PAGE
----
Notebook Therapy’s Bullet Journal Stencils
Bullet Journal Stencils improve my visuals
One of my teachers in elementary school told me once, “for all of your smarts, you can’t draw stick men straight!” She was right, and refused to accept it as a permanent condition. She did manage to get me to try enough that I didn’t look like I wrote with a broken hand, at least.
I’d like to be able to say, I took that teacher’s determination to heart and now can draw straight lines, but I can’t. After all, freehand drawing is a skill, a gift. One I never possessed. So, when I scrolled by a set of “Bullet Journal Stencils,” I scrolled back.
Straight line assistance
Oh, sure, I can grab a number of improvisational straight edge guides, most notably the top of my Prismacolor pencil set. However, a smaller, way thinner straightedge tempted me. At a minimum, this was a justification to look further. Not only do the templates have straight edges, each stencil has a wavy/curvy side. Those sides enable creativity in terms of headlines.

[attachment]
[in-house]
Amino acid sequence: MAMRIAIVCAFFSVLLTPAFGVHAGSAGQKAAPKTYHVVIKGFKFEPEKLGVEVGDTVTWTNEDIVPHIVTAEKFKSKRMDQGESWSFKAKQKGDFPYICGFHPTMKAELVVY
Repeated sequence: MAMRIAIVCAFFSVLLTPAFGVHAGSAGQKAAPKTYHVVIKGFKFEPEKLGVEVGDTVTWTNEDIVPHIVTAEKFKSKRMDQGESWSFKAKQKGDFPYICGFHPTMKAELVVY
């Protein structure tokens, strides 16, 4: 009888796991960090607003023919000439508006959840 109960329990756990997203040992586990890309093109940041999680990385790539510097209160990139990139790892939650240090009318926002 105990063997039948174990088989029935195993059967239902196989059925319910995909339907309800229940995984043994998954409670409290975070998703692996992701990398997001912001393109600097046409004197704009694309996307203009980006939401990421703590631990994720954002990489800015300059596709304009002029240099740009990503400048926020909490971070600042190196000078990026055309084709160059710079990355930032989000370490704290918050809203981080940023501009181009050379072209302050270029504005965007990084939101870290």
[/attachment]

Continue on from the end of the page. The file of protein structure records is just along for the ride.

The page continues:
I first employed a stencil of this size in 1971. Back at Brother Martin High, Brother Neal Golden, SC, invited a few of us eighth graders to beta-test his textbook on the BASIC programming. While the book was designed to be a text for 11-12 graders, Brother wanted to see how kids a few years younger worked with the material. We had a blast, of course. One of the chapters in the book was on Flowcharting. We were told to go over to the school’s bookstore and buy a stencil that included the various flowchart symbols: statement, decision, etc. So, it’s fair to say I’ve been preparing for bullet journal stencils for fifty years.
That’s the company who sells the stencil pack. They also sell a wide range of notebooks and accessories. I’ll be buying more as Hanukkah approaches.